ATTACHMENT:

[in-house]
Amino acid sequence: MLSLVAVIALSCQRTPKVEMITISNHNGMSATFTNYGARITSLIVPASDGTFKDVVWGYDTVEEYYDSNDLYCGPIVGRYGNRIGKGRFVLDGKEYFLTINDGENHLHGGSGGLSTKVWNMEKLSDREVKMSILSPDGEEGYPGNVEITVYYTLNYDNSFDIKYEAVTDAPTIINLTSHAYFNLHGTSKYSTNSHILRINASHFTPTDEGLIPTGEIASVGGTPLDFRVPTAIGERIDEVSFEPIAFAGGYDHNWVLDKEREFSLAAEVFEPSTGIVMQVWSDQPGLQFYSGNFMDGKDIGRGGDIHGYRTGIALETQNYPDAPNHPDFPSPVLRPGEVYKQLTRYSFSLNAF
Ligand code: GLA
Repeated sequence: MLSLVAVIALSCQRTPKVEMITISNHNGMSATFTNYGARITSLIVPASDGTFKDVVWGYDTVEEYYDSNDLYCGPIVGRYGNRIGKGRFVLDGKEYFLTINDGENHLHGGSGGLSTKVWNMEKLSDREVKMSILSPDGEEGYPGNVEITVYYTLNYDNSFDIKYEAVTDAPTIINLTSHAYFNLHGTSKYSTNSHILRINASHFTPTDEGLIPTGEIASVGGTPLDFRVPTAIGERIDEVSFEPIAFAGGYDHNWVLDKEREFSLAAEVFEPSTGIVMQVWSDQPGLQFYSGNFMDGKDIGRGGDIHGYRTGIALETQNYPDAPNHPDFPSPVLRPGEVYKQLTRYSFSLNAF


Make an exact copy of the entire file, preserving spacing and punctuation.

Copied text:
[in-house]
Amino acid sequence: MLSLVAVIALSCQRTPKVEMITISNHNGMSATFTNYGARITSLIVPASDGTFKDVVWGYDTVEEYYDSNDLYCGPIVGRYGNRIGKGRFVLDGKEYFLTINDGENHLHGGSGGLSTKVWNMEKLSDREVKMSILSPDGEEGYPGNVEITVYYTLNYDNSFDIKYEAVTDAPTIINLTSHAYFNLHGTSKYSTNSHILRINASHFTPTDEGLIPTGEIASVGGTPLDFRVPTAIGERIDEVSFEPIAFAGGYDHNWVLDKEREFSLAAEVFEPSTGIVMQVWSDQPGLQFYSGNFMDGKDIGRGGDIHGYRTGIALETQNYPDAPNHPDFPSPVLRPGEVYKQLTRYSFSLNAF
Ligand code: GLA
Repeated sequence: MLSLVAVIALSCQRTPKVEMITISNHNGMSATFTNYGARITSLIVPASDGTFKDVVWGYDTVEEYYDSNDLYCGPIVGRYGNRIGKGRFVLDGKEYFLTINDGENHLHGGSGGLSTKVWNMEKLSDREVKMSILSPDGEEGYPGNVEITVYYTLNYDNSFDIKYEAVTDAPTIINLTSHAYFNLHGTSKYSTNSHILRINASHFTPTDEGLIPTGEIASVGGTPLDFRVPTAIGERIDEVSFEPIAFAGGYDHNWVLDKEREFSLAAEVFEPSTGIVMQVWSDQPGLQFYSGNFMDGKDIGRGGDIHGYRTGIALETQNYPDAPNHPDFPSPVLRPGEVYKQLTRYSFSLNAF